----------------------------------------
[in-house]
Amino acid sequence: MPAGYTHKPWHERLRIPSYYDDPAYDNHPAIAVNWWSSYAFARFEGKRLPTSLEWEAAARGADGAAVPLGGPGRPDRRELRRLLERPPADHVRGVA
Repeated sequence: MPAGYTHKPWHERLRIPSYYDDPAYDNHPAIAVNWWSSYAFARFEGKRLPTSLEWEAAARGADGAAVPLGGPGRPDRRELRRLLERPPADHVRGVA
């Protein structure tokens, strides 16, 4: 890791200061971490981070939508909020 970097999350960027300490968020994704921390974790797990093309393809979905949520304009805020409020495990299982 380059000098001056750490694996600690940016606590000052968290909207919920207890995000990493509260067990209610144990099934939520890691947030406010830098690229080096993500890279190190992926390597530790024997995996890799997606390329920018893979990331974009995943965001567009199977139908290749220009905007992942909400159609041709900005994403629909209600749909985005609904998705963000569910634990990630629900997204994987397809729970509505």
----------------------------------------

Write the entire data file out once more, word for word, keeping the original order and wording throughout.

[in-house]
Amino acid sequence: MPAGYTHKPWHERLRIPSYYDDPAYDNHPAIAVNWWSSYAFARFEGKRLPTSLEWEAAARGADGAAVPLGGPGRPDRRELRRLLERPPADHVRGVA
Repeated sequence: MPAGYTHKPWHERLRIPSYYDDPAYDNHPAIAVNWWSSYAFARFEGKRLPTSLEWEAAARGADGAAVPLGGPGRPDRRELRRLLERPPADHVRGVA
């Protein structure tokens, strides 16, 4: 890791200061971490981070939508909020 970097999350960027300490968020994704921390974790797990093309393809979905949520304009805020409020495990299982 380059000098001056750490694996600690940016606590000052968290909207919920207890995000990493509260067990209610144990099934939520890691947030406010830098690229080096993500890279190190992926390597530790024997995996890799997606390329920018893979990331974009995943965001567009199977139908290749220009905007992942909400159609041709900005994403629909209600749909985005609904998705963000569910634990990630629900997204994987397809729970509505």